A microcomputer is a small inexpensive computer with a microprocessor as its central processing unit. It includes a microprocessor and minimal input/output circuitry mounted on a single printed circuit board. Microcomputers became popular in the 1970s and 1980s with the advent of powerful microprocessors; the predecessors to these computers and minicomputers, were comparatively much larger and more expensive. Many microcomputers are personal computers; the abbreviation micro was common during the 1970s and 1980s, but has now fallen out of common usage. The term microcomputer came into popular use after the introduction of the minicomputer, although Isaac Asimov used the term in his short story "The Dying Night" as early as 1956. Most notably, the microcomputer replaced the many separate components that made up the minicomputer's CPU with one integrated microprocessor chip; the French developers of the Micral N filed their patents with the term "Micro-ordinateur", a literal equivalent of "Microcomputer", to designate a solid state machine designed with a microprocessor.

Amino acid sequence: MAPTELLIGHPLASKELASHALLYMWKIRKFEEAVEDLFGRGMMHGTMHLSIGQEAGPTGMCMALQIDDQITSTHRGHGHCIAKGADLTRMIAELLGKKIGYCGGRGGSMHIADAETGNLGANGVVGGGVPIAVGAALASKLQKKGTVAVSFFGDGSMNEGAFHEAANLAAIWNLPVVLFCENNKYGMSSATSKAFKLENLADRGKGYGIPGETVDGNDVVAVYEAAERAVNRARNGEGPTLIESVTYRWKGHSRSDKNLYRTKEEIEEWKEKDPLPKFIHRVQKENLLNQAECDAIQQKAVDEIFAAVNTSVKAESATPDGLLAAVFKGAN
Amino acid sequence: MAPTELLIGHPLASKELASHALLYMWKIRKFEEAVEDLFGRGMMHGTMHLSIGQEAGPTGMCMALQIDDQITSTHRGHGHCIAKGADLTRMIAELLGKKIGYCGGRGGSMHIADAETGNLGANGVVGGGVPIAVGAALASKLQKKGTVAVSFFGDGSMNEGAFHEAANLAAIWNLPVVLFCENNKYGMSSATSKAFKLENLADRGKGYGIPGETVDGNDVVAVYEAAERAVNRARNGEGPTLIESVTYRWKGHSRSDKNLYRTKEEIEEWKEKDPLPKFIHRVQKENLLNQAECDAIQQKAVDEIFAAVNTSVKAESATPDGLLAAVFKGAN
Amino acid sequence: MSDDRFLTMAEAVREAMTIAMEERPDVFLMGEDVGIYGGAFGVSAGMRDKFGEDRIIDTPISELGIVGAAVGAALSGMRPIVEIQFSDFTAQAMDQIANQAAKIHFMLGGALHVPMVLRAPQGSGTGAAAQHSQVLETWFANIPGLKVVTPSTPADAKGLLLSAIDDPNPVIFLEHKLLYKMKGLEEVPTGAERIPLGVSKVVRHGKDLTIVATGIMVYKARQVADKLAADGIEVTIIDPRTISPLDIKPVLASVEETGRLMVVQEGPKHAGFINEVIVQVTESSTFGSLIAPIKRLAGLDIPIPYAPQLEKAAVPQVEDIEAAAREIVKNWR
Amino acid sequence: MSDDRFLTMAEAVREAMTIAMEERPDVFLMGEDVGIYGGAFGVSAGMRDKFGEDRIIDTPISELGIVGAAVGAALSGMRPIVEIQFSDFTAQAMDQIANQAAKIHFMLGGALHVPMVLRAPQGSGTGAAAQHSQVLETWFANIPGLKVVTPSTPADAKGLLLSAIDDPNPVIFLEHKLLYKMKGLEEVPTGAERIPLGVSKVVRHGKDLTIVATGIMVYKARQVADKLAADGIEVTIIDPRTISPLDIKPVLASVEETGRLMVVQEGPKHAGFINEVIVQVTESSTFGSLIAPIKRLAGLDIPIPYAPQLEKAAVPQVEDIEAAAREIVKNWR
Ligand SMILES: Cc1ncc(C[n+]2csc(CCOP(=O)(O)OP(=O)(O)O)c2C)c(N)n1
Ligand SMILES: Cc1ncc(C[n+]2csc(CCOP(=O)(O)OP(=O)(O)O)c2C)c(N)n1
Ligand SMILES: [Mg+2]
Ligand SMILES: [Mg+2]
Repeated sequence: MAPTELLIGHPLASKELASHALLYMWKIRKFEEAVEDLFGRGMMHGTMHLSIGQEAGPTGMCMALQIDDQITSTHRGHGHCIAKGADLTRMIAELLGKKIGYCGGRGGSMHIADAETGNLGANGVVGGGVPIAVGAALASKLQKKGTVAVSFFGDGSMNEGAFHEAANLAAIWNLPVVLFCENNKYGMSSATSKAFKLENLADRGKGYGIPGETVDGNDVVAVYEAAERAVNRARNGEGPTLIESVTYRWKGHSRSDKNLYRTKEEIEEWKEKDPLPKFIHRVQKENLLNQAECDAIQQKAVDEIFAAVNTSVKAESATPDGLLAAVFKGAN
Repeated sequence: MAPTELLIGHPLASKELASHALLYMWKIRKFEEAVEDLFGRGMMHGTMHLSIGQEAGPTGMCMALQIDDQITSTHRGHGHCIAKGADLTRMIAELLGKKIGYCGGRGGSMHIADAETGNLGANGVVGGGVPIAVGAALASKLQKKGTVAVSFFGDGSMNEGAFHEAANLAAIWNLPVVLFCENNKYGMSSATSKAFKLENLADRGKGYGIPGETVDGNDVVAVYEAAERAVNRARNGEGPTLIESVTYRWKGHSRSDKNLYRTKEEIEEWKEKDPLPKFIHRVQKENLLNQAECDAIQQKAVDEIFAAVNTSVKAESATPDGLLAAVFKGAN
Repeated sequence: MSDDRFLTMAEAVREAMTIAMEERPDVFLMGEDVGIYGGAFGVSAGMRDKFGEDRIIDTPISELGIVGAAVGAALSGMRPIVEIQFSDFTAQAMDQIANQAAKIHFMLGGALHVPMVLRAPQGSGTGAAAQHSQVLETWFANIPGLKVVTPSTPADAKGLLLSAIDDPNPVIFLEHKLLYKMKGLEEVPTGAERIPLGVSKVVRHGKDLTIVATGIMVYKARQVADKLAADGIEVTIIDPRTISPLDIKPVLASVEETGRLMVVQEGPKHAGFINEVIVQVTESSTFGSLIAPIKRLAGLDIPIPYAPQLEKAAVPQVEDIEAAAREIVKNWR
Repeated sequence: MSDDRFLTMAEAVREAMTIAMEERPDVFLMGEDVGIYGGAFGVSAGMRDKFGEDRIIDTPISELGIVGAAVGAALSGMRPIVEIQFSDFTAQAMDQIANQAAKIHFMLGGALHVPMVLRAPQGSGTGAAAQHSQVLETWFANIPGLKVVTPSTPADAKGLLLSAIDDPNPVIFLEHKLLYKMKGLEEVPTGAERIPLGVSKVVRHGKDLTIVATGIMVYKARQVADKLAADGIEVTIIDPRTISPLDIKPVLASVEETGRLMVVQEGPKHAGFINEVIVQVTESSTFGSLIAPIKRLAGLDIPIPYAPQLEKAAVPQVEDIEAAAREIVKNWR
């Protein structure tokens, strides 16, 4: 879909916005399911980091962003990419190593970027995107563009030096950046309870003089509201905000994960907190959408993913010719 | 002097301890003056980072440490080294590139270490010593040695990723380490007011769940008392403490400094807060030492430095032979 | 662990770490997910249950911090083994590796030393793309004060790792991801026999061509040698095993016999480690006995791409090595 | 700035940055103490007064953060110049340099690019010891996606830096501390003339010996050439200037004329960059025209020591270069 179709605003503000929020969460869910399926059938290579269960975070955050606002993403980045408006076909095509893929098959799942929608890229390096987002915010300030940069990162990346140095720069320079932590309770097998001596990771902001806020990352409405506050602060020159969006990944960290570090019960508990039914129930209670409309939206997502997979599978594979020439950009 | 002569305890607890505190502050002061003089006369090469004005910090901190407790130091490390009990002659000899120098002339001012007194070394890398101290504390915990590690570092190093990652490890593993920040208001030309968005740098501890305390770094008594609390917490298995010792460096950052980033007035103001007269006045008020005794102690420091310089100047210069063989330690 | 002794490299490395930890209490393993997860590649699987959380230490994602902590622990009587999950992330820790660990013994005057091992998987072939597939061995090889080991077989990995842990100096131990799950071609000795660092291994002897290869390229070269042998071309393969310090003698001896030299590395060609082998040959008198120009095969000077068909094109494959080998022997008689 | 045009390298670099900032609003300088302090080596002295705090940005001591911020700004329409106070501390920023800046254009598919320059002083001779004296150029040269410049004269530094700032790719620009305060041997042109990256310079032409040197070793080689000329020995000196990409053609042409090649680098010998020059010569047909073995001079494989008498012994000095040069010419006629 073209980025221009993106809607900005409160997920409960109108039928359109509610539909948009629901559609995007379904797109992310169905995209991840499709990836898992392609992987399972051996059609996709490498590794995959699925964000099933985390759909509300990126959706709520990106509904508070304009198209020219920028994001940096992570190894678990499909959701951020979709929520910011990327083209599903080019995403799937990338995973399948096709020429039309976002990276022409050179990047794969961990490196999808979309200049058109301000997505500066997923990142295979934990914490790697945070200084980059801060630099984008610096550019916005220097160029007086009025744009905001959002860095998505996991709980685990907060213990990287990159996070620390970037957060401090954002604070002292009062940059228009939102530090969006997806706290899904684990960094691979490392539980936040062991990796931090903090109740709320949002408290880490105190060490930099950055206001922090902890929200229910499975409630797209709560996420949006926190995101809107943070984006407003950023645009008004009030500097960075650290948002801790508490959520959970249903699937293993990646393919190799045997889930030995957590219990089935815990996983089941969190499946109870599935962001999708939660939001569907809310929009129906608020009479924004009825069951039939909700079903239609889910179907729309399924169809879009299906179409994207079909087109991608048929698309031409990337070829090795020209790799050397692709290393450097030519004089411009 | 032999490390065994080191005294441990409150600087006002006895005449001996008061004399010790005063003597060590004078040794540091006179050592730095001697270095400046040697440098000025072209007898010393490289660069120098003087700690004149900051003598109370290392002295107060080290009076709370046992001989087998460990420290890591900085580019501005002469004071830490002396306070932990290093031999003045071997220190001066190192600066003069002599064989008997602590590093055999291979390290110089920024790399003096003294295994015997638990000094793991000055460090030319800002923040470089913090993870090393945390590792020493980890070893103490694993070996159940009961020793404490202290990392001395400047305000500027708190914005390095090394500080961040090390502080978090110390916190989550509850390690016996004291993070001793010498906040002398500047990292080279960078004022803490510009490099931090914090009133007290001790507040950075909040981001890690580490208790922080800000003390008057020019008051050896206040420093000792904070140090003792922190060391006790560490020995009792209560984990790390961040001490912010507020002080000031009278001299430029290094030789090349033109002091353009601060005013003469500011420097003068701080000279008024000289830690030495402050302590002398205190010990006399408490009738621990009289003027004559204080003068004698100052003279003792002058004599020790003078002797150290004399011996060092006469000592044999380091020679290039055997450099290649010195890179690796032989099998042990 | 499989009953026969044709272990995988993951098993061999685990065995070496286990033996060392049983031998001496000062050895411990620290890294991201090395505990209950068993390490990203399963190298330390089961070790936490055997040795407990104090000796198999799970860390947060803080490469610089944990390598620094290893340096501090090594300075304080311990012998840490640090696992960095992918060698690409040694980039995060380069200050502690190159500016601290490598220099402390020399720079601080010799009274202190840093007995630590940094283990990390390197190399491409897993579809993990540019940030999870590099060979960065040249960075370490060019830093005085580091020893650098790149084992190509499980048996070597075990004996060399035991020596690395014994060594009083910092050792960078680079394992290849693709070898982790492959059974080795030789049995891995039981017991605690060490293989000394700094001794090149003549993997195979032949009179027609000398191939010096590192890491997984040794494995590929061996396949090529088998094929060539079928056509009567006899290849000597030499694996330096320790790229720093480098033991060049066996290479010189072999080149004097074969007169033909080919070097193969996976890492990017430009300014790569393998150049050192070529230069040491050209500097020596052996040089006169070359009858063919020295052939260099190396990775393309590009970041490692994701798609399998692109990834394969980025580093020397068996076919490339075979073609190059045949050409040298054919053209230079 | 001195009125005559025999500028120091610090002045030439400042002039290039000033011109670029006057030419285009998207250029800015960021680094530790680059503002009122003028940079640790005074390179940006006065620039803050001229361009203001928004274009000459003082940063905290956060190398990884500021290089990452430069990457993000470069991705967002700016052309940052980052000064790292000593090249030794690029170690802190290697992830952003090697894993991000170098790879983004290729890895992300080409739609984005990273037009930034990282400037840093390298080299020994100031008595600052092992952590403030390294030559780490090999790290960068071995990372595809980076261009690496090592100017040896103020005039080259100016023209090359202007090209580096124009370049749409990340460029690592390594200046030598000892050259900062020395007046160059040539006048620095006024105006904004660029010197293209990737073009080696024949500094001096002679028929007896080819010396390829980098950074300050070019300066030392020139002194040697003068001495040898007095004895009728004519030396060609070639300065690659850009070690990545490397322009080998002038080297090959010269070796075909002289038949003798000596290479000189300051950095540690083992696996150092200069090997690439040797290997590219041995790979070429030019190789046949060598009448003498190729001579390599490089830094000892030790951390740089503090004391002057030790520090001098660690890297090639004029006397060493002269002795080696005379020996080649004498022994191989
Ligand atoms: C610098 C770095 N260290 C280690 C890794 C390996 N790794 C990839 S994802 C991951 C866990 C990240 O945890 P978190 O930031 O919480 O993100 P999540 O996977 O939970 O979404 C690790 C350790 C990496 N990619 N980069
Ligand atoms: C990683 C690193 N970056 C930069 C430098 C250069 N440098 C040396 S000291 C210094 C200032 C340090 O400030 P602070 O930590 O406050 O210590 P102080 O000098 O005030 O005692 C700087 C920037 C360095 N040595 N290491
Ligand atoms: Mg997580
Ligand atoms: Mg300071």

In the USA, the earliest models such as the Altair 8800 were sold as kits to be assembled by the user, came with as little as 256 bytes of RAM, no input/output devices other than indicator lights and switches, useful as a proof of concept to demonstrate what such a simple device could do. However, as microprocessors and semiconductor memory became less expensive, microcomputers in turn grew cheaper and easier to use: Increasingly inexpensive logic chips such as the 7400 series allowed cheap dedicated circuitry for improved user interfaces such as keyboard input, instead of a row of switches to toggle bits one at a time. Use of audio cassettes for inexpensive data storage replaced manual re-entry of a program every time the device was powered on. Large cheap arrays of silicon logic gates in the form of read-only memory and EPROMs allowed utility programs and self-booting kernels to be stored within microcomputers; these stored programs could automatically load further more complex software from external storage devices without user intervention, to form an inexpensive turnkey system that does not require a computer expert to understand or to use the device.